“I am the Professor, and that's the way it is.”
(November 10, 1924 – January 16, 2014)
Russell Johnson was best known for playing Professor Roy Hinkley (the "Professor") on Gilligan's Island which aired from 1964 to 1967. Johnson had to deal with the fact that throughout a large part of his acting career he was to be typecast as a generic scientist or professor-type character.
Childhood & Family
- Born on November 10, 1924, in Ashley, in Luzerne County, Pennsylvania
- Parents: Russell Kennedy Johnson who died of pneumonia (1901-1932) and Minnie Wenonah Smink-Johnson (1902-1976) who was re-married to Thomas S. Lewis
- Siblings: Brothers:- Kenneth (1925-2012), David (1926-1976), and Paul Wesley (1932-1933). Sisters:- Lorraine Johnson-Crosby and Marian L. Johnson-Reeves (1923-2010)
- Education: attended Girard College, a private boarding school in Philadelphia for fatherless boys
- Enlisted in the United States Army Air Forces as an aviation cadet
- After completion of training, commissioned a second lieutenant
- Flew 44 combat missions in the Pacific Theater during World War II as a bombardier in B-25 twin-engine medium bombers
- March 4, 1945, shot down during a low-level bombing and strafing run against Japanese military targets in the Philippine Islands, while flying as a navigator in a B-25. Johnson’s B-25 had to ditch in the sea. Both of his ankles were broken in the landing
- Johnson was awarded a Purple Heart as well the Air Medal, the Asiatic-Pacific Campaign Medal with three campaign stars, the Philippine Liberation Ribbon with one campaign star, and the World War II Victory Medal
- November 22, 1945 after Japan's surrender, Johnson was honorably discharged as a first lieutenant
He appeared with friend Audie Murphy in Column South and Tumbleweed in 1953 and Ride Clear of Diablo in 1954.
Johnson's early roles were mostly in westerns such as Law and Order and various TV series including;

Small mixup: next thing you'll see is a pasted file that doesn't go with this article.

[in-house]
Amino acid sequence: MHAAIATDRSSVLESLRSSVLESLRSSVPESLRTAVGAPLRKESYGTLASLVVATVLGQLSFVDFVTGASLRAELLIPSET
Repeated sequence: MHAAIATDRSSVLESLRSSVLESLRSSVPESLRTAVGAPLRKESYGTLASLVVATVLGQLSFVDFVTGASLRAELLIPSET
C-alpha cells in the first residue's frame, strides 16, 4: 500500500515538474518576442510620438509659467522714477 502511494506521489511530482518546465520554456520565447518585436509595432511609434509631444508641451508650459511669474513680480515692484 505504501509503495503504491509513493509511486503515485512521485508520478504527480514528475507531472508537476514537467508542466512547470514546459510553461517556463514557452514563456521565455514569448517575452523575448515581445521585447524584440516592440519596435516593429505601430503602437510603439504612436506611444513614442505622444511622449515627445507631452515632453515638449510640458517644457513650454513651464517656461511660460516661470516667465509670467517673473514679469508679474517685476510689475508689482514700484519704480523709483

- Rod Cameron's crime drama, City Detective
- The religion anthology series Crossroads
- Guest starring in the NBC western series, The Californians
- A recurring role as Marshal Gib Scott on ABC's western series, Black Saddle
- Four appearances in the military drama, The Silent Service, based on actual stories of the submarine section of the United States Navy
- The Adventures Of Superman “The Runaway Robot” (1953)
- It Came from Outer Space (1953) playing the role of George the linesman, just one of the townspeople who start disappearing but who later shows up in town, acting quite unlike himself. An alien speaks through George revealing that he is part of the crew of an extraterrestrial ship which inadvertently crash-landed on Earth
- Attack of the Crab Monsters (1957) playing the role Hank Chapman the technician who is the real hero of the film. Funny how he struggled putting together a workable radio but could easily at a moment’s notice whip up a device to immobilize or kill a giant crab! We wouldn’t expect less from the “Professor.”
- The Space Children (1958) in which Russell Johnson is cast as the rather menacing alcoholic step father of one of the children
- Twilight Zone “Execution” (1960) playing the role of a college professor
- Twilight Zone “Back There” (1961) in which his character attempts to prevent the assassination of Abraham Lincoln
- Outer limits “Specimen Unknown” (1964) in which Johnson appeared as a crewmember on a U.S. space station
- Johnson went on to appear in several movies and television shows, guest starring in such TV series as The Big Valley, The Invaders, Ironside, The F.B.I, and Gunsmoke.
- He had a daughter Kim and son David with his second wife Kay Cousins.
- In 1982, Johnson married Constance "Connie" Dane. Johnson was married three times
- Johnson published his memoirs, Here on Gilligan's Isle, in 1993.
- David Johnson died of AIDS-related complications on October 27, 1994
- On January 16, 2014 Russell Johnson died from kidney failure at his home in Bainbridge Island, Washington at the age of 89
Russell Johnson will always be remembered as an accomplished actor who had some great supporting roles in some of the finest classic sci-fi films from the 1950s. Like us, his characters were not supermen types who could rise to meet any challenge and win. Sometimes we win and sometimes we lose. There are times when we are strong and times when we aren’t. Yes, we’re human and in films there are flawed human-type characters as well who need that certain kind of actor who can portray them well. Russell Johnson was one such actor. Of course, we’ll also remember a certain screen character's crazy inventions that didn’t always seem to work the way he intended or how his fellow castaways hoped they would! But like Gilligan, we always had faith in the “Professor.”